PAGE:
In mountainous regions you typically get a large difference in height. An example of this can be seen in the following JOSM screenshots: The complete stream, the start and the end of the stream As one can clearly see, the stream originates high up in the mountains and finally leads in a larger river in the valley. Downloading the data in the surrounding area one can additionaly check, if the stream and river are connected or not. The right image below shows the result after correcting the direction of the way. ## Forks If you check a waterway, it is also wise to investigate the complete way for forks. It happens quite often that more than one stream flows uphill as it was tagged by the same author. This might look like this: ## Water Mouth Quite easy cases are rivers and streams that end in the sea. This can be detected, as the waterway is connected to the coastline. Thus, the way’s direction has to lead to the sea. ## Defective Parts of the Way In some cases only parts of a waterway are directed in incorrect. In these cases one part has to be wrong, but one also has to be cautious to correctly determine which part is wrong. # Additional Notes The network of waterways should be fully linked. Thus, it is advisable to also verify that ever way’s end is connected to the next waterway. Especially ways should not end at riverbanks but at a river or stream.

Further typical errors or missing notes are welcome. I’d add them here

Any changeset’s source tag should at least contain SRTM as a source.

Comment from maning on 28 August 2014 at 02:29

This is nice challenge. However, I can’t see it in the list of challenges in MapRoulette.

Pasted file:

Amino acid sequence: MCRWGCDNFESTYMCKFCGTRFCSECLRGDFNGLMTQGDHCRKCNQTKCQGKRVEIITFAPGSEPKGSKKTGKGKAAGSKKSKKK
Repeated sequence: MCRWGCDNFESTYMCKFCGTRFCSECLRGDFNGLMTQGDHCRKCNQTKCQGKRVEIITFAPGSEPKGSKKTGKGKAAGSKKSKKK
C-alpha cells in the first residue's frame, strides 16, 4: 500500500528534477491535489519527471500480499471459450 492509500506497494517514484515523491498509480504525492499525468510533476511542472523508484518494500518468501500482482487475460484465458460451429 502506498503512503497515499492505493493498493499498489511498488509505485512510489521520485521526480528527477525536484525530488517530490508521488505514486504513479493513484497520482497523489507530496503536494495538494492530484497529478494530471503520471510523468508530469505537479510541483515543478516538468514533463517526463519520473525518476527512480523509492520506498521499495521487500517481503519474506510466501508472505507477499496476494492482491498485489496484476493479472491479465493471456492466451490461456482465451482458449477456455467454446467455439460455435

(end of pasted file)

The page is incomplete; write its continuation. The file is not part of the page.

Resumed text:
Comment from Peda on 28 August 2014 at 11:39

I fell asleep before I could upload the challenge and discovered just today that there’s still a little bug. I hope to put it online tonight.

Comment from Peda on 28 August 2014 at 16:27

Fixed. Uploaded 1000 really easy tasks to begin with, Europe only for now. Worldwide coverage will follow soon.

Comment from robbieonsea on 28 August 2014 at 19:26

An excellent MapRoulette challenge - thanks.

[Although one could argue for the case of large elevation change (e.g +200m) or ways from the sea - could be automatically fixed by a bot].

It would be nice if the link to edit with Id used the main OSM.org’s Id rather than the OSM.us version!

Comment from mvexel on 28 August 2014 at 22:47

A really cool and fun MapRoulette challenge, Peter! Sorry for the bugs along the way - but together we have made MapRoulette a little more stable as a result :)

Robbieonsea: the reason we link to the ‘osm.us version’ of iD is that the arguments MapRoulette passes to iD are not all forwarded when you use the OSM.org `edit` link. It should generally be the same version, though.

Comment from voschix on 29 August 2014 at 13:12

What about two-directional waterways? Two categories spring to mind: a) Irrigation systems where the flow direction is controlled by sluice gates b) waterways that connect lagoons and the sea, where the water flow direction is tide-dependent

In these case the arrow direction is arbitrary. Or is there a tag for this specific situation

Comment from Harry Wood on 29 August 2014 at 14:12

Awesome! Correcting the direction of rivers is a nice easy thing for mappers to do

One thing I’ve pondered (and listed on my hack ideas list), is modelling hydrology worldwide in order to locate missing rivers. Starting with the biggest first. In some less well mapped parts of the world, you can easily look at OpenCycleMap contours (SRTM) and see that there is (most likely) a large river missing from OpenStreetMap. At time of writing there’s an example here in the congo. Endless other examples in Africa, Siberia etc, and these are big rivers we’re missing.

Comment from Andre Engels on 24 September 2014 at 12:57

Would it be possible to add an arrow to the Maproulette interface for this challenge, to more easily distinguish when someone else already fixed the river?